Serena Williams and the Importance of an Equal Dress Code

The president of the French Tennis Federation announced that there would be changes to the dress code in response to Williams wearing a catsuit. Why this has been causing controversy, and why you should be careful about your community dress code, as well.

We all know who Serena Williams is. She’s a phenomenal tennis player. A GOAT, as the kids are saying (greatest of all time—I’m old and had to look it up. Now I’m totally woke about it though). 

Well, recently Bernard Guidicelli, president of the French Tennis Federation, said that he would be instituting a dress code at the French Open to “respect the game and the place.” This was specifically in reaction to Williams participating—and killing it—in a Nike-designed catsuit that she purportedly wore to help combat life-threatening blood clots she suffered from after recently giving birth.

A female tennis player wearing pants?

Mon dieu!

Williams responded to the controversy by playing at the US Open in a specially designed tutu—and killing it. 

Serena Williams. Not in her catsuit here, but, trust me, it was awesome.

But still.

Guidicelli’s statement has been put under much scrutiny. After all, there was no comment about how men dress during the matches.

Dress Codes at Apartment Communities

Does your community have a dress code for employees? There are certainly good reasons to have one: It makes the team recognizable to residents, gives off a sense of professionalism and makes it easier to pick out an outfit at 6 am when you’re half asleep and need to get on the road to beat the traffic for work.

However, if you are creating a new dress code—or just reviewing your old one—it is important to take a look at it and make sure you’re treating everyone equally and fairly.

For example, do you require your leasing agents to dress up? If so, are the female employees required to wear heels? If they are, they might feel resentful that they have to, especially if they’re going to be on their feet all day showing apartments, when their male coworkers do not. (Trust me, no matter how expensive—or cute—high heels are, they will start to hurt after a few hours.)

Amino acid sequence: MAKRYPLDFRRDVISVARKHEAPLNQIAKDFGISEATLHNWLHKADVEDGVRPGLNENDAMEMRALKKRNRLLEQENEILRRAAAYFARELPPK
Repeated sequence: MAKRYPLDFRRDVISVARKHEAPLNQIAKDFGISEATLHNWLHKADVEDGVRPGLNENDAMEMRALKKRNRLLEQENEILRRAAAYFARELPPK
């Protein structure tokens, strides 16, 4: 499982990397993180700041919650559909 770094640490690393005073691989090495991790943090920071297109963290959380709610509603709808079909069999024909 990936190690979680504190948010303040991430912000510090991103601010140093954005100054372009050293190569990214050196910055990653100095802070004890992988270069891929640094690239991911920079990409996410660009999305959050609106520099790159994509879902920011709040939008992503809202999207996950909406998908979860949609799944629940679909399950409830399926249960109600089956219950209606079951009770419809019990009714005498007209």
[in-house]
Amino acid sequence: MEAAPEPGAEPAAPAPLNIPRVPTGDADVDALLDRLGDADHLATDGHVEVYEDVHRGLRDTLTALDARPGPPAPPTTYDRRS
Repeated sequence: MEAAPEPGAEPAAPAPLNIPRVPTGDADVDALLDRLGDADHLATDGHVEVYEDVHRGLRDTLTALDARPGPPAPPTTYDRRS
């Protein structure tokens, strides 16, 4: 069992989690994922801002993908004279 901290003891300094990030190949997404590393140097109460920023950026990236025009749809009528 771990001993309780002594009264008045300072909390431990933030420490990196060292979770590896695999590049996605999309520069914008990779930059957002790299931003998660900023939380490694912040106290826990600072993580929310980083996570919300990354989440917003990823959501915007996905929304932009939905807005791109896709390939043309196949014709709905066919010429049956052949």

Additionally, be careful about policing people. Maybe skirts shouldn’t be too short, but there is no need to give “appropriate” lengths. Your staff should be made of professionals and should not be made to feel like school children about to be pulled into the principal’s office. 

It’s not just a “female thing” though. Dress codes should be fair for everyone. For example, are your female employees allowed to wear shorts as long as they’re professional looking? What about male employees? Often, men are not allowed to wear shorts in a professional setting. But it’s been 90 degrees this summer! Men get hot too. 

Look, you don’t have to get ridiculous about it. But try to be as judicious as possible when it comes to your community dress code. 

And if you have no rule against it, and an employee comes in in a catsuit, well, they’re probably killing it.

What are your thoughts? Do you have a dress code at your community, and if so, do you have any specifications for different genders? We’d love to hear your thoughts! Post your comments on our Facebook page or send a tweet to @MHNOnline or @jfiur.